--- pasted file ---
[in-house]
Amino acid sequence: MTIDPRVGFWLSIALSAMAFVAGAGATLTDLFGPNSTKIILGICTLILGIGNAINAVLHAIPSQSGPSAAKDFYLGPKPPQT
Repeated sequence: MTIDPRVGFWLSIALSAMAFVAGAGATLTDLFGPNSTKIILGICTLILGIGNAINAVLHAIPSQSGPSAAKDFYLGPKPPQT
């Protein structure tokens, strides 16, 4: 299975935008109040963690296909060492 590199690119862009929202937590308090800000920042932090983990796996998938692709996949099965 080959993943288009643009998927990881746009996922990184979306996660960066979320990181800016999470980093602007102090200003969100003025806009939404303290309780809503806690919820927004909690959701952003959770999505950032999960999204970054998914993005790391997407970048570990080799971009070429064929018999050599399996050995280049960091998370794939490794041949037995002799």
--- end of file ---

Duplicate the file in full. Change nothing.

[in-house]
Amino acid sequence: MTIDPRVGFWLSIALSAMAFVAGAGATLTDLFGPNSTKIILGICTLILGIGNAINAVLHAIPSQSGPSAAKDFYLGPKPPQT
Repeated sequence: MTIDPRVGFWLSIALSAMAFVAGAGATLTDLFGPNSTKIILGICTLILGIGNAINAVLHAIPSQSGPSAAKDFYLGPKPPQT
């Protein structure tokens, strides 16, 4: 299975935008109040963690296909060492 590199690119862009929202937590308090800000920042932090983990796996998938692709996949099965 080959993943288009643009998927990881746009996922990184979306996660960066979320990181800016999470980093602007102090200003969100003025806009939404303290309780809503806690919820927004909690959701952003959770999505950032999960999204970054998914993005790391997407970048570990080799971009070429064929018999050599399996050995280049960091998370794939490794041949037995002799």